By now, it’s cliché to point out that hybrid and remote work is “the new normal”—but that doesn’t mean companies are anywhere close to finished with the adaptations and accommodations needed to support this new status quo. Hybrid teams need reliable access to high-quality knowledge resources and subject matter experts (SMEs), but with folks working from different time zones, on different schedules, in the office and at home, ensuring this access can be a tall order.
Organizations recognize this challenge, and they’re in the market for knowledge management (KM) solutions that can improve how they capture and share information. Unfortunately, per the 2022 GartnerⓇ report Guidance for Developing a Knowledge Management Strategy, “A majority of KM initiatives never survive the implementation and adoption phases.” These projects fail not because of scarce resources or flagging commitment, but because the organization lacks a specific strategy and a clear structure around which to build knowledge management efforts. Without this framework, a KM project is dead on arrival.
So how do you develop a KM strategy that makes reliable, up-to-date knowledge easily accessible when people need it? How do you make KM sustainable at your organization? What resources can make your KM efforts successful, and which metrics should you focus on to assess how well you’re doing? We believe this Gartner report has plenty of advice (and we have some, too).
The human factor
According to Gartner, “The most common mistake when attempting knowledge management is treating the initiative as an exercise in tool selection.” Rather than a technical discipline unto itself, KM is enabled by technology, but it’s a series of very human processes. Technology should be deployed to support those processes.
In other words, the right KM framework aligns with how people naturally seek and share knowledge, rather than forcing people to conform to a rigid, overly structured model. A KM system suited for today’s communication and collaboration needs allows employees to capture, discover, and share knowledge organically, without interrupting their existing workflows.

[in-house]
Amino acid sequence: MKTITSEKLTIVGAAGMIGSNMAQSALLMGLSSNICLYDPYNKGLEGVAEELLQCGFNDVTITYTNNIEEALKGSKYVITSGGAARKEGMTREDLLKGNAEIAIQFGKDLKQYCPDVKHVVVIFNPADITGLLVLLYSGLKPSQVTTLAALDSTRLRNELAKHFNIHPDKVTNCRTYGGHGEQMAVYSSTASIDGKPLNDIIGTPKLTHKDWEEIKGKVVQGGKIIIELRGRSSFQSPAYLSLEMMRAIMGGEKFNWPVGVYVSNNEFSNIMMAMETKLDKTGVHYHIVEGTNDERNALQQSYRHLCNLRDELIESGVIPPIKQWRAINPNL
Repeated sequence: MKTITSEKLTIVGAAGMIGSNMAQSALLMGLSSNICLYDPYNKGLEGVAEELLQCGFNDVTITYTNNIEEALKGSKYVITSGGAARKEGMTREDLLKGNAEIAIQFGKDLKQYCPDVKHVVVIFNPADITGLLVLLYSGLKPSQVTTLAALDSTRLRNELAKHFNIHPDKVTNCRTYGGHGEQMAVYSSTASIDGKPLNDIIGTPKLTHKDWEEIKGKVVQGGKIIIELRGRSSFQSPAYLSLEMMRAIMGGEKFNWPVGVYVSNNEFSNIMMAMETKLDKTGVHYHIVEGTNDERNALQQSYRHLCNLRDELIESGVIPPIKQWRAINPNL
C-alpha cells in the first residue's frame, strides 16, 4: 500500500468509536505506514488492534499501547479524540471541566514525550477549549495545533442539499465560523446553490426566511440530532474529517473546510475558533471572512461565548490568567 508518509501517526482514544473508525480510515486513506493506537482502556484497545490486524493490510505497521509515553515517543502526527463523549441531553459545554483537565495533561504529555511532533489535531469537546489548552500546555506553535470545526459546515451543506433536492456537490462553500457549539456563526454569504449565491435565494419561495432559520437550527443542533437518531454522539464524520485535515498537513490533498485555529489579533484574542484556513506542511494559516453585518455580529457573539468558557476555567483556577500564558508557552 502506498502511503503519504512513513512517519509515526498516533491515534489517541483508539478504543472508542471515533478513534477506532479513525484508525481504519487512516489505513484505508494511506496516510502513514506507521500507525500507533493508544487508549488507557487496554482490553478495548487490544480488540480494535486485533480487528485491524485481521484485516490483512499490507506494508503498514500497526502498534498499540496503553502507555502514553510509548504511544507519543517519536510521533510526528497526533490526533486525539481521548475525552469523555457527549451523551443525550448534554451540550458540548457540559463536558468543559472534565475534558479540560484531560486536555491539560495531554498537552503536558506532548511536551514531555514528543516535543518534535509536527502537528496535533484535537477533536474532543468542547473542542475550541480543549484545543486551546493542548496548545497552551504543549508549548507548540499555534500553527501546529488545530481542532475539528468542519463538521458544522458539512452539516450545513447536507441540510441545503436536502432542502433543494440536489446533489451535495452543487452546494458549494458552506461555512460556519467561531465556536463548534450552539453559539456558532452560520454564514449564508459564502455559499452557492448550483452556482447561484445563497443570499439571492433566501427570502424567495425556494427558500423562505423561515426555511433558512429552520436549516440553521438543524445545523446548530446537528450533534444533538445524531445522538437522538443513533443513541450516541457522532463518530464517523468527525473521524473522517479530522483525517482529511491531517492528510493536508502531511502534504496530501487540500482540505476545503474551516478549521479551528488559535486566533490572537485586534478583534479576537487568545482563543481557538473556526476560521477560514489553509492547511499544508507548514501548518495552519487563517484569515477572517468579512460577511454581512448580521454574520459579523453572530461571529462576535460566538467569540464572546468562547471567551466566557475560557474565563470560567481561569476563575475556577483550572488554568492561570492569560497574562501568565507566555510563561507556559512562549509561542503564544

Gartner sorts the processes of KM into four interrelated, interdependent categories that go into creating a strong foundation for effective KM.
Gartner’s four Cs
Conversation, interaction, and observation are key to sharing knowledge and expertise. Without these conversations, it’s impossible to refine and expand your organization and technical knowledge. New ideas and fresh approaches are harder to come by. Though knowledge-sharing is the whole point of knowledge management, Gartner cautions that “connecting people who need knowledge directly with the people who possess that knowledge is also the most commonly neglected aspect of KM initiatives.” Building a solid KM culture at your organization requires tools and practices that encourage the flow of conversations, suggestions, and collaboration.
Converse: How can Stack Overflow for Teams help?
- Identifies SMEs across teams and departments to connect people seeking information with the right experts
- Community crowd‐sourcing drives greater collaboration across distributed teams
- Upskills talent by connecting knowledge seekers with knowledge experts
- Accelerate engineering innovation through access to the right knowledge in a timely fashion
“What caught us by surprise was how fast that change occurred…”—
James Morgan, Open Source Developer Advocate, Progressive Insurance
Hear more from Progressive Insurance here.
Direct interactions between SMEs and people seeking answers are indispensable to a healthy KM system, but 1:1 conversations aren’t scalable. Your KM system should also capture the critical context of those interactions. The goal is to preserve expertise as individual experts move on or forget details.
Company wikis and best-practice documents serve as knowledge repositories for plenty of organizations, but the best KM programs lower the barrier to contribution to encourage as much participation as possible. Employees who might balk at providing detailed documentation in a wiki will cheerfully answer questions from coworkers via chat or comment thread. That’s because answering a question is an easier ask than writing blank-slate documentation: the audience, starting point, and scope are clear from the beginning.